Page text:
One Identity today announced the release of its One Identity Safeguard 2.0 privileged access management offering, providing organizations with new features to help secure critical passwords.
The new One Identity release is the first from the company since it was spun out on June 1 to become a stand-alone Quest Software business. Quest Software itself was spun out of Dell in November 2016 after being acquired by private equity firm Francisco Partners. One Identity is now mostly operating independent of Quest, except for some back-office operations, according to Jackson Shaw, director of product management at One Identity.
“Things are now going faster at One Identity, and we’re able to innovate faster,” Shaw told eWEEK.
One area where One Identity has invested time and resources is with the Safeguard platform, which is now being updated. Safeguard helps organizations protect highly privileged accounts, which includes both access control and logging capabilities to monitor ongoing usage, he said.
“Safeguard provides a compliance and audit trail for privileged account usage within an organization,” Shaw said.
The Safeguard technology originally came to Quest via the acquisition of e-DMZ Security and its core product TPAM (Total Privileged Account Management) in 2011. The Quest One Identity Safeguard 1.0 platform debuted in May 2016.
“Safeguard 1.0 was our soft opening and was the foundation and let us go to the market and get feedback for 2.0,” Tyler Reese, product manager at One Identity, told eWEEK.
One Identity Safeguard is only available as a hardware appliance, and there is no virtual appliance currently available. Reese explained that since Safeguard’s job is to handle the most privileged credentials within an organization, One Identity has gone to great lengths to secure the platform.
“Safeguard goes through the same type of hardening that an HSM [Hardware Security Module] goes through,” he said. “It’s just that we have layered on top all the additional workflow capabilities.”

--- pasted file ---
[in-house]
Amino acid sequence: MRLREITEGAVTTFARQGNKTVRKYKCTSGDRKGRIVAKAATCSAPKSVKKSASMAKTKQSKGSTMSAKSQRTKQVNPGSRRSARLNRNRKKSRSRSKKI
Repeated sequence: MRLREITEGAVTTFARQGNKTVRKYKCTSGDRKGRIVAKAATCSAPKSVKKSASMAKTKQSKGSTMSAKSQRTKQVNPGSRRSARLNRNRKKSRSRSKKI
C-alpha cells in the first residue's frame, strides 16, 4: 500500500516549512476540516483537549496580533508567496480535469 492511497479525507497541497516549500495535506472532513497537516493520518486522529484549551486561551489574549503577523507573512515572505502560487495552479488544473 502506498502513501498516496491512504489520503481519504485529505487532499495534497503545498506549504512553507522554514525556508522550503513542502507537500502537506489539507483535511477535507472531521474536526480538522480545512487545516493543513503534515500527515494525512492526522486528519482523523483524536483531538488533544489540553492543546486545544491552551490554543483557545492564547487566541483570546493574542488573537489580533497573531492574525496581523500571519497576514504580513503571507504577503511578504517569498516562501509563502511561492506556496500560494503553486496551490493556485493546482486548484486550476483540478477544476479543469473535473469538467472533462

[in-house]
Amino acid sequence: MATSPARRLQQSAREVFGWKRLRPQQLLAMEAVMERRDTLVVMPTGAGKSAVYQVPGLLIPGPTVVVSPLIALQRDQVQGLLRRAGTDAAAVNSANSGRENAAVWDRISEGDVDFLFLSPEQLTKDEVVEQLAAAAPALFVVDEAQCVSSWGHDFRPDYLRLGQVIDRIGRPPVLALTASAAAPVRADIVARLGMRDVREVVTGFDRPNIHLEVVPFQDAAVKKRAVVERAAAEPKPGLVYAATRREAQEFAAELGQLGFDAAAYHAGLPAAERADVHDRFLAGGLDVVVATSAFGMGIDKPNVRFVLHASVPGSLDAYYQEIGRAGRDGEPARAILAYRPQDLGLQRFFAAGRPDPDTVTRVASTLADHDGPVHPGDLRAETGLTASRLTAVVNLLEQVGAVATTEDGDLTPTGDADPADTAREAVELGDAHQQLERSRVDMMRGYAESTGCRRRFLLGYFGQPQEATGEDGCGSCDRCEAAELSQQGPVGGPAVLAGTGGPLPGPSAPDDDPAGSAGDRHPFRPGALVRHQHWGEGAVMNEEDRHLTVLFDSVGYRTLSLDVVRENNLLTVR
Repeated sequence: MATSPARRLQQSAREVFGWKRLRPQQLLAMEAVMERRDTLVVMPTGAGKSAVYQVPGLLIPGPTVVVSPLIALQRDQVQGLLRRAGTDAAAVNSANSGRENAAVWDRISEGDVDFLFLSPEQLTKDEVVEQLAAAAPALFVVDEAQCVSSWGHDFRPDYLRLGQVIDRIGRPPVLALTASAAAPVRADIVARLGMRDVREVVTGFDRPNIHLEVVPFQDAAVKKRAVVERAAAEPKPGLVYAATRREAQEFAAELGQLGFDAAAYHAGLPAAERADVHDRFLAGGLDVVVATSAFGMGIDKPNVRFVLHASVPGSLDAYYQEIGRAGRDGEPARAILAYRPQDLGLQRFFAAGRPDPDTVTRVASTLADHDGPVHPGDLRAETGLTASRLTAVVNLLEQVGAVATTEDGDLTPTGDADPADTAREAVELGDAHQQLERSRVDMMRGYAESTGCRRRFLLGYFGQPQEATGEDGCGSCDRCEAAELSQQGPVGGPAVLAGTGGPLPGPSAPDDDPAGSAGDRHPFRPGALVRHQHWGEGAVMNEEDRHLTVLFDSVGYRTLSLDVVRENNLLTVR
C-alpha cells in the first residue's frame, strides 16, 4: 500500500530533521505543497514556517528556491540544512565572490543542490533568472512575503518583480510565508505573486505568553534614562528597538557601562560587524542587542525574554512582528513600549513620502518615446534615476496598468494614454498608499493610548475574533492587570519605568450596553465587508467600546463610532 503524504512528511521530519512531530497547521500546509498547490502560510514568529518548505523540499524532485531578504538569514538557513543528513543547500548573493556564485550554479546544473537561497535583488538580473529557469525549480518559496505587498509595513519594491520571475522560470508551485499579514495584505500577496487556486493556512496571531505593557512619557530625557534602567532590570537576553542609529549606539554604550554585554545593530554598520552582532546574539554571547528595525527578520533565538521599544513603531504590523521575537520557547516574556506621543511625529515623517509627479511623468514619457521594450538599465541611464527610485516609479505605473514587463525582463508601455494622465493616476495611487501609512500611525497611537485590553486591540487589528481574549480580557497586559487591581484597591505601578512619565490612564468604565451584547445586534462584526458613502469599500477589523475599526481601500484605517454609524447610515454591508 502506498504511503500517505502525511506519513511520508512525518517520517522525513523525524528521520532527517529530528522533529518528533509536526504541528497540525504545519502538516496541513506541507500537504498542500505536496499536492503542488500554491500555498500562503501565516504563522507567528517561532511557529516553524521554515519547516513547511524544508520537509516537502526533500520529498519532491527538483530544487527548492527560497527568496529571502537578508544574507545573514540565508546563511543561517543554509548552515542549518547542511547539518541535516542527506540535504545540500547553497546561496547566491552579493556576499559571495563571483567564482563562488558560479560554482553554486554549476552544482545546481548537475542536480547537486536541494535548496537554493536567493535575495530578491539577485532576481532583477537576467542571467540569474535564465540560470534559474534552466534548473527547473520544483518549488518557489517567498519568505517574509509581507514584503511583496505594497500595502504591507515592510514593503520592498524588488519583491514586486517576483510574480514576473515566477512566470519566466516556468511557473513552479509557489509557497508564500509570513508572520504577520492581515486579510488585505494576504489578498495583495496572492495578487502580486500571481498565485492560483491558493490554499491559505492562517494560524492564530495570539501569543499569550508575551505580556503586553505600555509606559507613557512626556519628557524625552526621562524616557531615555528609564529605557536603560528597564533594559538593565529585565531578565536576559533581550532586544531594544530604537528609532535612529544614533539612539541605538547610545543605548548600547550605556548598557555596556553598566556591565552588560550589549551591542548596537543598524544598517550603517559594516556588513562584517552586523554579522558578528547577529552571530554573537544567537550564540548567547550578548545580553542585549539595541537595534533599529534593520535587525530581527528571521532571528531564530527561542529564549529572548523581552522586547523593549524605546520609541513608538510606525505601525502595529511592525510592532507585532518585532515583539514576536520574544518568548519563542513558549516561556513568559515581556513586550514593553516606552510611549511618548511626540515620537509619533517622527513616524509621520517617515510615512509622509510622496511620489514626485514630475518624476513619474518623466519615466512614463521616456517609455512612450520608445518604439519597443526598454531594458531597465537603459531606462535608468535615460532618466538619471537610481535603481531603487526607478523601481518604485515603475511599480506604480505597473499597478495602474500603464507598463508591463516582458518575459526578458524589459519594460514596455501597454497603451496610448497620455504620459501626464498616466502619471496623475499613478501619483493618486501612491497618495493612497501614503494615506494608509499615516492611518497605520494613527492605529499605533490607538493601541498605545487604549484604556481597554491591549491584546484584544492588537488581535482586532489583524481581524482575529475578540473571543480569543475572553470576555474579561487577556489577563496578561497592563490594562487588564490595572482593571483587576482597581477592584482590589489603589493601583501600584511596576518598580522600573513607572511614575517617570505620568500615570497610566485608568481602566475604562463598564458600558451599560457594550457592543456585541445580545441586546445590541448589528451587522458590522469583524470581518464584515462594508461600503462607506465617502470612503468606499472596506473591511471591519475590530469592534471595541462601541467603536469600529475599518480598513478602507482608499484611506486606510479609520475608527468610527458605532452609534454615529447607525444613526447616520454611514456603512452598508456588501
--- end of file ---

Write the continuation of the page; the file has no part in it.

An HSM is a commonly used hardware device for securely storing cryptographic information. The Safeguard appliance is not technically an HSM, though it serves many of the same functions, according to Reese.
“There is no need for an actual HSM because the cryptographic key, the certificates and everything that does the securing of privileged accounts are inside the appliance and hardened,” he said.
Among the new features in Safeguard 2.0 are privileged session management for the recording of live credential usage sessions. Reese said there is also integration with One Identity’s Starling two-factor authentication platform.
“The integration with our Starling two-factor authentication service provides not only two-factor authentication, but also approvals of requests for both passwords and sessions,” he said.
The One Identity Safeguard 2.0 platform also provides integration with Amazon Web Services (AWS) cloud deployments. Reese said Safeguard 2.0 can manage privileged accounts in the AWS identity store.
“We are looking at supporting Microsoft Azure and Google Cloud Platform moving forward,” he said.
One Identity also plans on adding additional integrations for the Safeguard 2.1 release that is set for the end of the year, including one into One Identity’s identity and risk analytics engine, Reese added.
Sean Michael Kerner is a senior editor at eWEEK and InternetNews.com. Follow him on Twitter @TechJournalist.